Coca-Cola eyes emerging middle class for growth

Coca-Cola eyes emerging middle class for growth
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First Published: Tue, Nov 17 2009. 10 46 PM IST

Global thrust: Coca-Cola’s plant in Atlanta, US. The firm hopes global growth can make up for weak US sales, which have been declining as consumers cut their spending in recession and switch to juices
Global thrust: Coca-Cola’s plant in Atlanta, US. The firm hopes global growth can make up for weak US sales, which have been declining as consumers cut their spending in recession and switch to juices
Updated: Tue, Nov 17 2009. 10 46 PM IST
Atlanta: Soft-drinks maker Coca-Cola Co. seeks to double its business in the next decade as it caters to the expected billion people worldwide who will join the middle class by 2020.
The world’s largest soft-drink maker told analysts and investors at a meeting on Monday that its system-wide revenue will reach $200 billion (Rs9.26 trillion) by 2020. The firm hopes to make more money off those sales as it sells more soft drinks in emerging markets and reduces costs.
Global thrust: Coca-Cola’s plant in Atlanta, US. The firm hopes global growth can make up for weak US sales, which have been declining as consumers cut their spending in recession and switch to juices and teas. Chris Rank / Bloomberg
Chief executive Muhtar Kent said that sales have doubled in the decade since 1997, and they’ll do so again because of growth in India, China and other countries.
The company hopes global growth can make up for weak US sales, which have been slipping as consumers limit their spending in recession and switch to juices and teas.
Kent said the company must pay attention and react to changes in the world, which it didn’t do from 2000 to 2004. “We were too busy looking at the dashboard in front of us and not sufficiently paying attention to the world outside our windshield,” he said.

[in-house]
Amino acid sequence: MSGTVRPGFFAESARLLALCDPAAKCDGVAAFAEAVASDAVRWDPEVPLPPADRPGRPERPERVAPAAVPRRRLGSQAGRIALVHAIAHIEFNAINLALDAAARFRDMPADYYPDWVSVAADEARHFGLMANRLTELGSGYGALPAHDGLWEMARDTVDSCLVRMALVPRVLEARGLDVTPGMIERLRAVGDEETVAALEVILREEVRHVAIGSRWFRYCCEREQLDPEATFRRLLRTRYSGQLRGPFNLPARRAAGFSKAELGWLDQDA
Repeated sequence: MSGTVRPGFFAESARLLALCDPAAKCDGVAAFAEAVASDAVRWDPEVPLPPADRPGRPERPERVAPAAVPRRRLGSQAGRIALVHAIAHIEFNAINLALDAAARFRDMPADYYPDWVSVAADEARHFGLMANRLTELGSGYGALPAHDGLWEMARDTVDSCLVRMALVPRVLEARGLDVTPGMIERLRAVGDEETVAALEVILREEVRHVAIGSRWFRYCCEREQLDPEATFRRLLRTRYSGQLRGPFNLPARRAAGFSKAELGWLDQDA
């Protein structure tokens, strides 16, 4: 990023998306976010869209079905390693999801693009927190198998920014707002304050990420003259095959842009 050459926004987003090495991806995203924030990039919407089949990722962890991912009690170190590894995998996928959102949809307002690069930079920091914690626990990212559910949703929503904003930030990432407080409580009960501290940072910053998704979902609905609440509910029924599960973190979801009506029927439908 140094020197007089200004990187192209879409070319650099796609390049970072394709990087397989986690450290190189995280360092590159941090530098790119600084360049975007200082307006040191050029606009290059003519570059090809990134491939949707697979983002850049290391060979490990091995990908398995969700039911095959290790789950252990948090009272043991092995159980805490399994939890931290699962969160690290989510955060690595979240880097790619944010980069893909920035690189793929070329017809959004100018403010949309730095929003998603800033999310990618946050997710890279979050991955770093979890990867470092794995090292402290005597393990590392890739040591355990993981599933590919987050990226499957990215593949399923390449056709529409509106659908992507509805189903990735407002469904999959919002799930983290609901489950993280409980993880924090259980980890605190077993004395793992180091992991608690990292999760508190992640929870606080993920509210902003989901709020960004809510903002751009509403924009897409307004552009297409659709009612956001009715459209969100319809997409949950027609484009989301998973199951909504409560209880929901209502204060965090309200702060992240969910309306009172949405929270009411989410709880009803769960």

The company believes that the world will be a different place in the next decade, with more consumers in the middle class and more living in urban areas. Coca-Cola said people—many of them young consumers the company will target—will also want their brands to show that they have values, such as being environmentally responsible.
“Consumers now value and are defining themselves more and more by their identity, their values and their beliefs, and they are insisting that companies do the same,” said chief marketing and commercial officer Joe Tripodi.
For example, the company plans to highlight its environmental efforts, he said, such as the PlantBottle. On Monday, the company said it is using the new bottle, which is partially made out of plants, in some markets such as Denmark and western US. Coca-Cola plans to have two billion of the bottles in production by the end of next year.
Coca-Cola plans to focus on its namesake brand, which Kent calls the “oxygen” of the company. Key markets such as China and Russia have low consumption rates, meaning there will be room for Coca-Cola to grow. But it also plans to have more big brands.
It currently has around a dozen brands worth $1 billion each, such as Coke Zero and Fanta, which both grew to that size in the last decade. In the next decade, Coca-Cola expects to have 30 brands worth that much as it sells more of its brands to the rising middle class around the world.
The company said because it operates in at least 200 countries, it will be better able to grow in these new markets while still keeping its costs down. It eyes annual savings of $500 million from general and administrative costs by 2011.
Coca-Cola’s comments come as the company faces a rapidly changing industry, as its main rival—PepsiCo Inc.—buys up its two largest bottlers. PepsiCo announced the $7.8 billion deal to buy Coke’s bottlers over the summer, saying the move will allow it to react more quickly to changing consumer tastes by being faster to market with new products because it will control distribution. The move can also help PepsiCo save on costs.
But Kent said Coca-Cola remains committed to its franchise system, which sells concentrate to bottlers who make and distribute Coca-Cola products, rather than the firm selling them itself. Kent said the system allows the firm to focus on its brands while also giving it the benefits of scale.
The company will be able to keep growing if the emerging markets it’s targeting do keep growing and people have more disposable income, said John Sicher, editor of trade publication Beverage Digest. “As consumers get wealthier, Coke becomes more and more affordable and the growth becomes more achievable,” he said.
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First Published: Tue, Nov 17 2009. 10 46 PM IST